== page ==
We got our first look at the 2019 U.S. men's senior national team on Friday night in Las Vegas, as the group held a televised intrasquad scrimmage upon the completion of their first of two weeks of training camp. Team Blue, comprised of senior team members, easily defeated Team White, which featured Select Team players, 97-78.

Boston Celtics forward Jayson Tatum led Team Blue with 17 points, while Celtics teammate Kemba Walker added 14 and Sacramento Kings guard De'Aaron Fox scored 12 points off the bench. San Antonio Spurs guard Derrick White led Team White with 12 points and eight assists, while Orlando Magic forward Jonathan Isaac racked up 11 points, five rebounds and four steals.

Team USA is set to participate in the FIBA World Cup in China from Aug. 31 to Sept. 15, and the team is also set to play exhibition contests in California and Australia prior to the World Cup. 

Even though it was just an exhibition, we still learned a few things about the team on Friday night. Here are a few takeaways from the Team USA White vs. Team USA Blue intrasquad scrimmage.

Team USA scrimmage result

Team Blue 97, Team White 78 (Box Score)

Tatum shows the range

The Boston Celtics brass must have been watching with smiles on their faces on Friday night as Tatum put on a long-distance shooting display. He hit his first three shots from downtown en route to 3-of-5 shooting for the night. It wasn't just that Tatum was making his shots -- it was the way he was making them. He showed a quick catch-and-shoot release with no hesitation, which is a great sign for a player who's shown a propensity for occasional over-dribbling in his first two NBA seasons. Tatum's 3-point percentage dropped from a blistering 43 percent as a rookie to 37 percent last season, but he was certainly shooting it with confidence in the Team USA scrimmage.

Fantastic Mr. Fox

De'Aaron Fox has been the breakout player of Team USA camp, and he showed once again on Friday night why he's gaining significant momentum to make the final FIBA World Cup roster. Fox's energy was palpable on both ends, showing bursts of quickness to pick up steals and throwing down fast-break dunks. Depending on how long Kyle Lowry remains sidelined with a thumb injury, Fox could end up playing a prominent role for the American squad.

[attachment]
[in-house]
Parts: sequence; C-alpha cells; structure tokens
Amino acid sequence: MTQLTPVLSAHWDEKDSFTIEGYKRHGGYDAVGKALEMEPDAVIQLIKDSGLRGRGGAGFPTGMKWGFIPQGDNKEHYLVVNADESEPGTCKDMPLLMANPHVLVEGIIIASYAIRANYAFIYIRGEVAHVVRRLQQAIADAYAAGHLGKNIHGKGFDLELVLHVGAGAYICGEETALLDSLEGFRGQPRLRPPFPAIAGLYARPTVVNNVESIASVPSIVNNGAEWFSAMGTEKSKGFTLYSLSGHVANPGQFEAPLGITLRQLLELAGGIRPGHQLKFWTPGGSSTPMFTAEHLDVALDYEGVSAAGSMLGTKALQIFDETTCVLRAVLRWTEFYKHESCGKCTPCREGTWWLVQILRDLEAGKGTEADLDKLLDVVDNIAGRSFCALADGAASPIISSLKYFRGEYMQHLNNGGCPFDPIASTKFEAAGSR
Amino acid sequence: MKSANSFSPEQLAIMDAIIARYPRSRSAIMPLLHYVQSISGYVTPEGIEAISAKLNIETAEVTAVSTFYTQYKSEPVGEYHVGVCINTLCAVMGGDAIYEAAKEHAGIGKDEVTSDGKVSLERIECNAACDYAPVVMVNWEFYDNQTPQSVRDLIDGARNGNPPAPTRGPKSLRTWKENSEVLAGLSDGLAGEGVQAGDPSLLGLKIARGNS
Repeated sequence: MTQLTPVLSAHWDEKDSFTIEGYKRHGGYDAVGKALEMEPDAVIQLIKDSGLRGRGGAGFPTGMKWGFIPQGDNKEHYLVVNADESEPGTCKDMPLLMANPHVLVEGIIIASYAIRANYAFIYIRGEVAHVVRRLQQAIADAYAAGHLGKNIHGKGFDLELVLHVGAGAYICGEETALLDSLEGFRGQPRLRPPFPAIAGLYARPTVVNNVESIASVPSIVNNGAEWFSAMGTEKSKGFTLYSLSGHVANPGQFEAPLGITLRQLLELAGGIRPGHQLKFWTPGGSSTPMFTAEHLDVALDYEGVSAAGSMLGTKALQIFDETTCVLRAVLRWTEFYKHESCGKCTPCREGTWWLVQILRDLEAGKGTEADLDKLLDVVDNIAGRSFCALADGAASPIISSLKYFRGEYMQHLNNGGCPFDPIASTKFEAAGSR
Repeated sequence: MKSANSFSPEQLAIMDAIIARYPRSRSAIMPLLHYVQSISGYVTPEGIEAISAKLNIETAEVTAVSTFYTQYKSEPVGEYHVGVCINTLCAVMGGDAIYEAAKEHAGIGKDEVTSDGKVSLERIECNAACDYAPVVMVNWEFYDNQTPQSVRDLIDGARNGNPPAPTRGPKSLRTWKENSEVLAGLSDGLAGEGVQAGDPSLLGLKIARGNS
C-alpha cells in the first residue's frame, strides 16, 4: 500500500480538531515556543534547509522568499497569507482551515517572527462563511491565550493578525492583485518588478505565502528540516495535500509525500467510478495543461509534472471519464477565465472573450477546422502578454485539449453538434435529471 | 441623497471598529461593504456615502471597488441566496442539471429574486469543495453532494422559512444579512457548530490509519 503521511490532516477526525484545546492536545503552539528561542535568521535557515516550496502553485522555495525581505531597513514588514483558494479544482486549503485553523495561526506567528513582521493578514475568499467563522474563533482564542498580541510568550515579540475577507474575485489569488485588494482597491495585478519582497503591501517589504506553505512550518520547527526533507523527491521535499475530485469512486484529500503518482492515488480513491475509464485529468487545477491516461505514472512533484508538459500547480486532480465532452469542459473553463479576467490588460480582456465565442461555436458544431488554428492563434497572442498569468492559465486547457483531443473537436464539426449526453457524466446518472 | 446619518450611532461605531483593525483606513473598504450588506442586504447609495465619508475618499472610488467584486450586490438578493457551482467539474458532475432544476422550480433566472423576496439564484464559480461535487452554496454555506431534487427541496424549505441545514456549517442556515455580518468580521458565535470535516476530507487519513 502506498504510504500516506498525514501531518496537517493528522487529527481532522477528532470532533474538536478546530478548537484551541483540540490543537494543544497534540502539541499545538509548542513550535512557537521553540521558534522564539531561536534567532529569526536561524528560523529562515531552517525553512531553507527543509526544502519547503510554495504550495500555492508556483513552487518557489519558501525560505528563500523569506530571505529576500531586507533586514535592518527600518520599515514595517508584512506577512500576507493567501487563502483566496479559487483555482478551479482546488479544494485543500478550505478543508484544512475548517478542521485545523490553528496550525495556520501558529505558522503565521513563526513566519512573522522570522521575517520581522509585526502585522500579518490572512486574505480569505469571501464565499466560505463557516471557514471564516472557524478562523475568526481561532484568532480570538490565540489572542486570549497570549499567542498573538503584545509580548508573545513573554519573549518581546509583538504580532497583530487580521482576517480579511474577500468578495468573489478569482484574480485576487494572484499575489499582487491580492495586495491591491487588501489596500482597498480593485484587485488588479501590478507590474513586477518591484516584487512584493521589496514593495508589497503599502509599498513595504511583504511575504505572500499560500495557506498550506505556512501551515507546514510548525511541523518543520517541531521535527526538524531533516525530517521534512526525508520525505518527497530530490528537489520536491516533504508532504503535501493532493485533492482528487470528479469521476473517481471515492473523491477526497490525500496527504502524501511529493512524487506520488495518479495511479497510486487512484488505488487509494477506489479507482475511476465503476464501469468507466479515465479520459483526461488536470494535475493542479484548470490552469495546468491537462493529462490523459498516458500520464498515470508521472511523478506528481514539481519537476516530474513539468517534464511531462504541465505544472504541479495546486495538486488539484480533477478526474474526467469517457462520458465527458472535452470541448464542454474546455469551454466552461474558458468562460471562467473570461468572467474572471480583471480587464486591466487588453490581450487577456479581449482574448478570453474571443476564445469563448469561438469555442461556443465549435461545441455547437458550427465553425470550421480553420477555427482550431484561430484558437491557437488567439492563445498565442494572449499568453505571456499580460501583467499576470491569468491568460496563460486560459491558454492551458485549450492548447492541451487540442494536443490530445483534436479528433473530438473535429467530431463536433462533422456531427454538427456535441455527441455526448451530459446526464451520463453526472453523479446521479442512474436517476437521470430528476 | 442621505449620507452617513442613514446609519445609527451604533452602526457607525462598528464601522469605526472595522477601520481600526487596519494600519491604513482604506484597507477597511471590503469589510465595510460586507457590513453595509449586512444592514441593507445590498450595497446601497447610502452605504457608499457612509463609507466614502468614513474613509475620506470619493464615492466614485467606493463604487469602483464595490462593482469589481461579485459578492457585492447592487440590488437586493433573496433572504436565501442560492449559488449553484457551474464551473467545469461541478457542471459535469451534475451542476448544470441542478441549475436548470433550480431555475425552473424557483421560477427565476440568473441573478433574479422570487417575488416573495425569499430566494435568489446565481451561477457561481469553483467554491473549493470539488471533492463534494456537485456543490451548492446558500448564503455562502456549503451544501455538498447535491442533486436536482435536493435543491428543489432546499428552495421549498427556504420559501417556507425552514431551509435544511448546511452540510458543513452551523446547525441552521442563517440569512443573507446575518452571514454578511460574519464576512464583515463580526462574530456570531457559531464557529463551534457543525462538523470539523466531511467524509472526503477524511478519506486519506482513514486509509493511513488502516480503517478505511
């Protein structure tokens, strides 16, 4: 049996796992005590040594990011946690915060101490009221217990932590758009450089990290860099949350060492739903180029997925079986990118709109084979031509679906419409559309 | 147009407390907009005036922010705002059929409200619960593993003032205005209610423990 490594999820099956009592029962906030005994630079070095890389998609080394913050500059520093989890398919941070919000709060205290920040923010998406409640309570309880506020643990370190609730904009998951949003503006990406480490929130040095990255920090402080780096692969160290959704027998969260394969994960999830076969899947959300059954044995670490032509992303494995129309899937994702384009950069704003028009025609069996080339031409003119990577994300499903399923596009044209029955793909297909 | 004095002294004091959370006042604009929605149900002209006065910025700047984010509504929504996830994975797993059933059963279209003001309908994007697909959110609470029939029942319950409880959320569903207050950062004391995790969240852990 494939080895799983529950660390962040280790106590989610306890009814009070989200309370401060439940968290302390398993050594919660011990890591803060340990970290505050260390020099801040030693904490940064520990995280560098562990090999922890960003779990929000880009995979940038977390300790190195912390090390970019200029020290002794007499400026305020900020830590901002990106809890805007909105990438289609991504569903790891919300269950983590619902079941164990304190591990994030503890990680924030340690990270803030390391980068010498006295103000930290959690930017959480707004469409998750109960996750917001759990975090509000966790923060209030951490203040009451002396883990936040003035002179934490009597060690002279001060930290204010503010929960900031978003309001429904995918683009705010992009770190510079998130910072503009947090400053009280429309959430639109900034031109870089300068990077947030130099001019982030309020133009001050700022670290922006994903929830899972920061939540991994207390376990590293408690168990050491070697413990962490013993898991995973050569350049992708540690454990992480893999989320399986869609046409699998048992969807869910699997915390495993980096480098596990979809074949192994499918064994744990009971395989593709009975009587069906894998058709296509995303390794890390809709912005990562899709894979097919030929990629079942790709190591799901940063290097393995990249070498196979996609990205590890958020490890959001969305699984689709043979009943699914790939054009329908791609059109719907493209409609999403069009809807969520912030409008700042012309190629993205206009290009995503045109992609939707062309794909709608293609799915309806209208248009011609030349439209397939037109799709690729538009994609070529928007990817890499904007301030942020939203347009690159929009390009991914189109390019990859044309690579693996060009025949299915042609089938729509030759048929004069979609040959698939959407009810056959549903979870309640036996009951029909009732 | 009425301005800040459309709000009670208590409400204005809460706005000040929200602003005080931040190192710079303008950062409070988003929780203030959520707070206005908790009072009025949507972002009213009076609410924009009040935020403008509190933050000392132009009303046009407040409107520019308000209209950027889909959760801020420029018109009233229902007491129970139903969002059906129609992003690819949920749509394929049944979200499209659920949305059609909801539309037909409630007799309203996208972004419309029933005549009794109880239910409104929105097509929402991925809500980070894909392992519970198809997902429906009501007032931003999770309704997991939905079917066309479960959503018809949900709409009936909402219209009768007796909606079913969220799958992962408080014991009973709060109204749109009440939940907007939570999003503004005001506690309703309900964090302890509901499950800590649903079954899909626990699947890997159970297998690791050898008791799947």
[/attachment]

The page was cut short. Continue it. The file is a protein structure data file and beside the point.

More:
A 'big' problem?

This isn't the most star-studded version of USA Basketball, but the center position appears to be the weakest of all. Neither Myles Turner, Brook Lopez, Bam Adebayo nor Mason Plumlee had a huge impact on the game, and it's hard to imagine them being consistently effective in the World Cup. Turner is the most logical choice at center -- a mobile, elite shot-blocker who can stretch the floor on the offensive end -- but he's been inconsistent thus far in his career. The idea is likely to go small, with players like Kyle Kuzma and PJ Tucker sliding to center, but when Team USA plays against dominant big men (Serbia's Nikola Jokic comes to mind), they're going to have serious problems if they expect an undersized five to guard them for significant stretches.

Knock-down 3-point shooting

On paper this Team USA squad doesn't look like a 3-point juggernaut, but they got the job done on Friday night by hitting 11 of 27 3-pointers. Khris Middleton and Joe Harris are really the only true "knock-down" shooters, but there are plenty of other players like Tatum, Walker and Kuzma who can hit them when in rhythm. They'll need to make threes to win in international competition, so it will be interesting to see how consistent this team can be from deep.